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The New Skinny On Weight Loss, Part 2

The science behind blood sugar and how fiber can impact the way energy is stored. More fiber and less sugar is the prescription for metabolic control. Some practical advice on how to increase fiber is provided at the end.

The science behind blood sugar and how fiber can impact the way energy is stored and used in the body.

Part 1 of this series focused on how appetite and nutrient absorption in the gut impact weight loss. To recap, the most powerful approaches to weight loss, including the drug GLP-1 and bariatric surgery, change the energy account balance and reset the metabolism set points. They both decrease appetite through hormones (less calories in), and in the case of surgery, increase the calories that don’t get absorbed (more calories out).[1] The good news is that consuming more fiber in our diets can be used as a complementary approach to weight loss as it decreases appetite through the same GLP-1 hormone pathway (less calories in) and makes food harder to digest (more calories out).[2,3]

But you might ask, what about ketogenic diets, intermittent fasting, non dietary approaches, and new high-tech personalized approaches to weight loss? Are these effective, how do they work, and how might fiber be a complement to these approaches? The common thread to all these weight loss measures is how blood sugar levels control the use (or storage) of calories inside the body. It turns out fiber also has a role to play here. Here’s how in a bite-sized overview of a feast-sized field.  

Keto: craze or credible?

The ketogenic diet aims to keep blood glucose levels very low by having you avoid eating carbohydrates and foods that have low or no glycemic index (fats and proteins).[4] The glycemic index refers to just how quickly and strongly various foods raise the sugar levels in your blood.[5] The higher these levels go, the more dramatically they stimulate insulin levels. Insulin is a hormone that, among other jobs, helps convert excess sugar to fatty acids that are stored largely in fat and liver cells. Higher blood sugar leads to higher insulin levels, which leads to more fat.[6]

A ketogenic diet keeps blood sugars low so your body has less access to this energy type. Your body instead taps into dietary and body fat to fuel itself. When fat is converted to energy, it creates ketone bodies. Unlike calorie restrictive diets that can make you more hungry, ketones actually help control your appetite so you eat less food (less calories in), and help maintain your body’s metabolic rate by preserving muscle over fat (calories burned).[7] The end result? You decrease fat in the body and lose weight. The data looks promising for ketogenic diets and some companies (e.g. Virta Health) are tapping into this powerful approach![10,11] There are some great resources on the web providing advice on how to follow a lower carbohydrate diet (e.g. Dr. Lori Shemek)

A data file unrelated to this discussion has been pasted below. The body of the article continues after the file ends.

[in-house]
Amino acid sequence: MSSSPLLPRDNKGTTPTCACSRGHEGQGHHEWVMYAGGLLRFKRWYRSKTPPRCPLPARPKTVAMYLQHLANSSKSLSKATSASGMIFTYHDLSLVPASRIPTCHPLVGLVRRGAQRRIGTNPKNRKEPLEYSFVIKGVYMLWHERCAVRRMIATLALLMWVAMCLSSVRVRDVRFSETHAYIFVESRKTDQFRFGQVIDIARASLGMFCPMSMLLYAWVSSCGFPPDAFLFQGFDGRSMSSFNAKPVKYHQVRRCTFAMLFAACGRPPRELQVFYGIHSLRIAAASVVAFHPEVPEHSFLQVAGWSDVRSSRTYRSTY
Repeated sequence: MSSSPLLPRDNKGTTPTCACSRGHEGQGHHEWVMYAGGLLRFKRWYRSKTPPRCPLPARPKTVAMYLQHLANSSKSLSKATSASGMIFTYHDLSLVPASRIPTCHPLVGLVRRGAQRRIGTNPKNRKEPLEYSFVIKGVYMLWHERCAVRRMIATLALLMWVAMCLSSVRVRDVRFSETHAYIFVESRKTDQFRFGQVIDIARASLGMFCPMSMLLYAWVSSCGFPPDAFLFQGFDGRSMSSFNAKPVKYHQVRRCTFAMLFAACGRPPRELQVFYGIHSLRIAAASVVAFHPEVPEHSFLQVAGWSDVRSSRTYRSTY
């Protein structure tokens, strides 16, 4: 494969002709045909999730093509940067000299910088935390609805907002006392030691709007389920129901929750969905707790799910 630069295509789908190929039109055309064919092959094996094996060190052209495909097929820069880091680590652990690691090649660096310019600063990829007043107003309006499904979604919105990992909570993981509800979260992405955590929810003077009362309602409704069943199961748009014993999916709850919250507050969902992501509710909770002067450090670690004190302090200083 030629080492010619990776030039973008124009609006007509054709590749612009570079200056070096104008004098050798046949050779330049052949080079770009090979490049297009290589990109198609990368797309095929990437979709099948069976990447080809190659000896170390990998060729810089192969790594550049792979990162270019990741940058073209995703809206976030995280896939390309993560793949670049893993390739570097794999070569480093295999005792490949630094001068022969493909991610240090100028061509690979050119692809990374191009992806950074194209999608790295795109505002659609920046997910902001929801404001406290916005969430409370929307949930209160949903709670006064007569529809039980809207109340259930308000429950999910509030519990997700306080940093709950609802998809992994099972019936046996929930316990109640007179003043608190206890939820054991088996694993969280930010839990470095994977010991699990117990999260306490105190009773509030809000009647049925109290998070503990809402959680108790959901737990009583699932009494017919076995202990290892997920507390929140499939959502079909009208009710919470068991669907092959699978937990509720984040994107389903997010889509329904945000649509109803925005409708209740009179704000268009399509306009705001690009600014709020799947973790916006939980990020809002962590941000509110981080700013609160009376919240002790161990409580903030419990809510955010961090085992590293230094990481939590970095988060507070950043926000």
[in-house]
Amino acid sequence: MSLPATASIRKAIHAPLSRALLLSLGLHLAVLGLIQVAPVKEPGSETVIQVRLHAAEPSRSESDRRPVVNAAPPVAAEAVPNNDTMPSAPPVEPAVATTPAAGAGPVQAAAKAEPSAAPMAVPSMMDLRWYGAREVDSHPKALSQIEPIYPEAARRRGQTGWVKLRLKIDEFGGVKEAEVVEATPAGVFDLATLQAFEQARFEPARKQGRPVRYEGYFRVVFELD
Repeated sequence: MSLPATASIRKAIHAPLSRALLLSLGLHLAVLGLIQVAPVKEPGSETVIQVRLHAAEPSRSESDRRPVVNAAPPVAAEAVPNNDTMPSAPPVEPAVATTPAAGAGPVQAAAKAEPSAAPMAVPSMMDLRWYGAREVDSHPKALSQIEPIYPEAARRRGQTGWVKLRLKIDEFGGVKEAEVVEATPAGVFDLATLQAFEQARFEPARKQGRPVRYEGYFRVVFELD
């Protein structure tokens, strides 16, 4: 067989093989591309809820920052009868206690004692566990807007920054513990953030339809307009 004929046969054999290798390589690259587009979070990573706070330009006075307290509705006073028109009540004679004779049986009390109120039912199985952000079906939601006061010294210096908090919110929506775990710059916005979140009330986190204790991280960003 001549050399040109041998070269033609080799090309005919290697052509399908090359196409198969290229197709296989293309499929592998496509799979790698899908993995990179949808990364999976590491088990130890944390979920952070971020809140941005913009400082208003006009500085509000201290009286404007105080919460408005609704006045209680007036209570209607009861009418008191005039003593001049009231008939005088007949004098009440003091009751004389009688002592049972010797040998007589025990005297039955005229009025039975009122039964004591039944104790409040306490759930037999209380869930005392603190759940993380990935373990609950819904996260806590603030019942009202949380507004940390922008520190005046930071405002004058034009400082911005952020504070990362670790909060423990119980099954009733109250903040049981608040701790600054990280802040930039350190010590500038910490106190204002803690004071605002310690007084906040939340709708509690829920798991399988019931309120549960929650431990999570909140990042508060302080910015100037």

Of course, there remain questions as to how sustainable this diet might be in the long run.[12] There are also unresolved questions around whether a high fat diet might lead to high cholesterol and cardiovascular disease while a high protein diet might lead to stress on the kidneys in the long run.[13,14] A diet that balances higher amounts of plant-based fat and protein with lower amounts of animal-based nutrients may help prevent the potential long term risks of a ketogenic diet and be superior for health.[15,16]  Also there might be important lessons from traditional hunter gatherer societies that have alternating wet and dry seasons with alternating high carbohydrate  (berry and honey) and high protein (bush meat) diets.[17]

In excluding sugar and carbohydrates, it is also essential to not lose sight of the importance of fiber, which has very synergistic benefits with a keto diet. It is notable that fiber consumption (baobab fruit and tubers) remains constant across all seasons in hunter gatherer societies.[17]  Indeed, the butyrate made from fiber by the gut microbiome and the beta-hydroxybuturate (a ketone) made from fat in a keto diet, work in much the same way to control appetite, decrease blood sugar, and preserve muscle![18](See blog on butyrate) It is also important to note that fiber helps prevent constipation that is often associated with keto diets and may help prevent the long-term risks of colon, breast and prostate cancer associated with a low fiber diet.[19–21]

Intermittent fasting: proselytized or promising?